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Source: BBC News

Mar 3, 2023

By Reality Check, BBC Monitoring and BBC Persian - BBC News

More than a 1,000 Iranian students - mostly schoolgirls - have fallen ill over the past three months in what has been reported to be a wave of poisonings, possibly with toxic gas. What is making people sick?

Dozens of girls in at least 26 schools across the country reportedly fell ill on Wednesday - a clear escalation in cases.

Many patients have reported similar symptoms: respiratory problems, nausea, dizziness and fatigue.

So what could be behind all these reports - and how have they spread across the country?

The first case

The first known case was reported at a school in the city of Qom, when 18 schoolgirls fell ill and were taken to hospital on 30 November. Since then, at least 58 schools in eight provinces have been affected, according to local media.

Most cases have involved girls - at both primary and high schools - although there have been some reports of boys and teachers affected.

The BBC has analysed dozens of videos posted to social media and has verified many of school locations filmed.

Many of these show young people in distress in school settings, with some being loaded into ambulances and others lying in hospital beds. Others show ambulances arriving and crowds gathered outside school gates.

One pupil at a school in Shahryar, near Tehran, said she and her classmates smelled "something very strange". It was "so unpleasant, like rotten fruit but much more pungent," she told BBC Persian.

The following day "many of the students fell ill and didn't come to school, our English literature teacher also fell ill," she said.

"When I went home, I was feeling dizzy and sick, my mum was worried cause I was so pale and out of breath."

"Fortunately I recovered soon," she said. "Most of the kids in our school recovered in 24 hours."

She said the school's headmistress and principals were "scared", adding that after reports of cases at other schools surfaced they "came and told us students to not talk about what had happened".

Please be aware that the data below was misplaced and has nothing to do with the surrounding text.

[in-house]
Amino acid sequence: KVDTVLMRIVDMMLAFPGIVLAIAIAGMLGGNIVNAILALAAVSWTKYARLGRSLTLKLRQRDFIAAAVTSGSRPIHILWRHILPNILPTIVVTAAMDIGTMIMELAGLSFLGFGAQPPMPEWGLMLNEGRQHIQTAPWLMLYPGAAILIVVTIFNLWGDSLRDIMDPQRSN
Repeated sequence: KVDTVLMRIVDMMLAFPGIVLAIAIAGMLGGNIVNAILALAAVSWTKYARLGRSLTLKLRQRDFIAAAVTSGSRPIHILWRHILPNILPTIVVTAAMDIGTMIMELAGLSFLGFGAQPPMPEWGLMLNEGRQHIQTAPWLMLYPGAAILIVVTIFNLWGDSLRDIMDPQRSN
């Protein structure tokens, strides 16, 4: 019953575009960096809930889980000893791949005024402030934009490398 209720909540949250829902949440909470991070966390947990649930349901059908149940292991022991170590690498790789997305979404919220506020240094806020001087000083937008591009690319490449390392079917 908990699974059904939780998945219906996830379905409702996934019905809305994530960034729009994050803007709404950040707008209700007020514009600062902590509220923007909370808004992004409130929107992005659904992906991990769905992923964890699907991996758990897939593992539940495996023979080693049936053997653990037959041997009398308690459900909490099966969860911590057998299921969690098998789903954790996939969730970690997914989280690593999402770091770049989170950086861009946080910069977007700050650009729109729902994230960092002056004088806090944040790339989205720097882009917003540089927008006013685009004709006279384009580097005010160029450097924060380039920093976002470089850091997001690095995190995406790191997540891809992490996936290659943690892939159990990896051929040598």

Finding a cause

Government officials have given conflicting reasons for the pupils' illness and Iran's President, Ebrahim Raisi, has ordered an inquiry to get to the "root cause".

Many in Iran believe students are being deliberately poisoned in an attempt to close girls' schools, which have been one of centres of anti-government protests since September.

In Iran, almost all schools are single sex.

Some pupils and parents suggested that schoolgirls may have been targeted for taking part in recent anti-government protests.

But the cause of illness remains unclear.

Chemical weapons expert Dan Kaszeta, an associate fellow at the Royal United Services Institute (RUSI), said that "finding the alleged causative substance is often the only useful evidence, but can be extremely difficult".

As substances can dissipate or degrade, collecting a sample "pretty much requires you to be there, with the right equipment, at the time of exposure," he tweeted.

Many witness accounts from Iran have focused on smells - describing a tangerine or rotten fish odour - but this can be misleading, he said.

"The various odours described in the Iranian incidents are difficult to tie to particular chemical hazards," he said.

In some videos, girls can be heard complaining about tear gas, which has been widely used during recent anti-government protests. Mr Kaszeta said that was "plausible in some way", as poorly-made tear gas can release off "a lot of junk" with a range of odours.